BSPB issue a Farm Saved Seed mini guide
Nearly all modern crop varieties are protected by Plant Breeders’ Rights (PBR). The rights may be EU PBR or UK PBR. A protected variety may not be propagated or sold without the permission of the holder of the PBR. This is usually granted via a licence and requires payment of a royalty to the rights holder (breeder). This is how plant breeders derive their income for reinvestment in breeding new varieties.
There are some exceptions to PBR where the rights holder’s permission is not needed. One of these is the farm-saved seed or agricultural exemption. In the UK Plant Varieties Act “PBR shall not extend to the use by a farmer for propagating purposes in the field on his own holding of the product of the harvest which he has obtained by planting on his own holding propagating material of ..the protected variety”.
Similarly in the EU Plant Variety Rights Regulation “farmers are authorised to use for propagating purposes in the field, on their own holding, the product of the harvest which they have obtained by planting, on their own holding, propagating material of a variety other than a hybrid or synthetic variety, which is covered by a Community plant variety right”.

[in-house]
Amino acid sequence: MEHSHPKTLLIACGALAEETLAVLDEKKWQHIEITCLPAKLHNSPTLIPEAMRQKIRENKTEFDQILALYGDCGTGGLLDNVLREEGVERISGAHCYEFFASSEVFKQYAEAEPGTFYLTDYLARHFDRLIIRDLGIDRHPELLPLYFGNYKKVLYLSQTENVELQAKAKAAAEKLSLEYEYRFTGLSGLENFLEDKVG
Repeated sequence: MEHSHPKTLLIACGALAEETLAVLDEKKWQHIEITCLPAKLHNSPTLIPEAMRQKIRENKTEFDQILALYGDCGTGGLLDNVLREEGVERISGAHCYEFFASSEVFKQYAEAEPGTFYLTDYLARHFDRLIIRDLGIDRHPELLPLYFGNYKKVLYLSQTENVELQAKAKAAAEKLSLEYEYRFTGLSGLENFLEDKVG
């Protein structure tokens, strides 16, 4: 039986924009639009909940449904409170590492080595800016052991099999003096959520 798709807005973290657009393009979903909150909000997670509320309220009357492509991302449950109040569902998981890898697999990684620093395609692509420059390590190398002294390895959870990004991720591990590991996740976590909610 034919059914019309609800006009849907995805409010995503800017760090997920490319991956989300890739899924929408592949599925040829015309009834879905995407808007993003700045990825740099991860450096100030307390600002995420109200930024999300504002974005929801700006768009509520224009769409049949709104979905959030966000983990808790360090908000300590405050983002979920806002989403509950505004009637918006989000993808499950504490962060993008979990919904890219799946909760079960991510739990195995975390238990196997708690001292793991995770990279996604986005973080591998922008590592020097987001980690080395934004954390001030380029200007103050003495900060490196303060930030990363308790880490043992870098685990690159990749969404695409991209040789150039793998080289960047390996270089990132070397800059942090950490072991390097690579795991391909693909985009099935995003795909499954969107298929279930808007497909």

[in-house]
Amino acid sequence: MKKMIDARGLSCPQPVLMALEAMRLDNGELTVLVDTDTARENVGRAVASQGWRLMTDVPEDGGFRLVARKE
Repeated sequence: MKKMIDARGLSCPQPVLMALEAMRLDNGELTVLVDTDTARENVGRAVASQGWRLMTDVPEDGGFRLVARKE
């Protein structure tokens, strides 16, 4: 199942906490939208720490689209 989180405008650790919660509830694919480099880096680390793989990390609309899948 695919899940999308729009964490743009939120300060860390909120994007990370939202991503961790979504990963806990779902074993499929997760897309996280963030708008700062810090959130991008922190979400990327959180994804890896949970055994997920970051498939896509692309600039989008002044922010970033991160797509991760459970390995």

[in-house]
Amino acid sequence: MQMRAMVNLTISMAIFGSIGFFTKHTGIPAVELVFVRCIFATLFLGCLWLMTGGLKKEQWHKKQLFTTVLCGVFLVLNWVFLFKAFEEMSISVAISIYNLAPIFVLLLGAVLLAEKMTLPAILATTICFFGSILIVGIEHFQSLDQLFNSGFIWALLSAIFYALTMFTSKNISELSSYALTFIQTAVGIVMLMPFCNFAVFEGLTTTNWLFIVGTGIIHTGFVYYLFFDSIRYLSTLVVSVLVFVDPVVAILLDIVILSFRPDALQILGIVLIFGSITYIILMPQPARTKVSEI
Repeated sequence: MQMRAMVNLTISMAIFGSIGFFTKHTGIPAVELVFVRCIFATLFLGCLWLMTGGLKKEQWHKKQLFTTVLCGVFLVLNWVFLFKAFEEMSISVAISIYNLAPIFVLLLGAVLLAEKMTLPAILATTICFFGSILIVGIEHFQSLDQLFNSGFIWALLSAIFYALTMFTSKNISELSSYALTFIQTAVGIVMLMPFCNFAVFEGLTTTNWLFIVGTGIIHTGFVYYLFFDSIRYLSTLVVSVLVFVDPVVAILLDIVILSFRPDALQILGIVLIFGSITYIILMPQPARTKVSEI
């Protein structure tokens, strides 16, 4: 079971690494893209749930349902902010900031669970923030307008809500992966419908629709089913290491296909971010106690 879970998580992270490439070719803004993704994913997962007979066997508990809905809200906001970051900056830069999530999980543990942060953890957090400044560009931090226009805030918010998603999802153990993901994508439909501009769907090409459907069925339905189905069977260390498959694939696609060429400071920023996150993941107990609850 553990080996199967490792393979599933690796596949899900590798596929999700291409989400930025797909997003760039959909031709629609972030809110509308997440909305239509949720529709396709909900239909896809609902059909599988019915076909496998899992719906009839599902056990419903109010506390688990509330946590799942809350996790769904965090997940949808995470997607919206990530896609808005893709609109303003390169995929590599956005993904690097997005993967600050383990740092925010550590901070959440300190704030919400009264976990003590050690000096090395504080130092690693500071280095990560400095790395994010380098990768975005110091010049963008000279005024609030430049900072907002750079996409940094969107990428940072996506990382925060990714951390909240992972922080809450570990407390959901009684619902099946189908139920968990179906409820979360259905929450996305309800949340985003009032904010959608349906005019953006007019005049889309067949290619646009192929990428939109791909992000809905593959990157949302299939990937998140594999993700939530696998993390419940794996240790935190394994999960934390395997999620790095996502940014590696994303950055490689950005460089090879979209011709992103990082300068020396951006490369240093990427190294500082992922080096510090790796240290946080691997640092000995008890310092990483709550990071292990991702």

To qualify as farm-saved seed the seed must have been grown on the farmer’s own holding and resown on his own holding. Only then does the farmer benefit from the farm-saved seed exemption and may use the seed as propagating material provided that he declares this and makes the appropriate payment.
If seed does not meet the above definition is it not farm-saved seed.
Seed may not be traded or otherwise marketed, transferred or bartered, even if no money changes hands unless it is officially certified and the person doing the trade is licensed by Defra to trade in seed and by BSPB to trade in protected varieties. Unless these conditions are met the transfer of seed will be in breach of seeds marketing regulations (which are enforced by APHA) and infringe PBR (enforced by the holder of rights). It is irrelevant whether a farm-saved seed payment has been made if the seed is not re-sown on the farmer’s own holding.
Where grain is brought in by a farmer and then sown as seed, there is no breach of seeds marketing regulations but there is an infringement of PBR as the farmer does not have permission from the holder of rights, the breeder, to use this material as propagating material and the breeder has not had opportunity to collect a royalty for the use of the variety. The breeder is entitled to seek an injunction to prevent the farmer continuing to grow the crop and/or compensation for the infringement of PBR.
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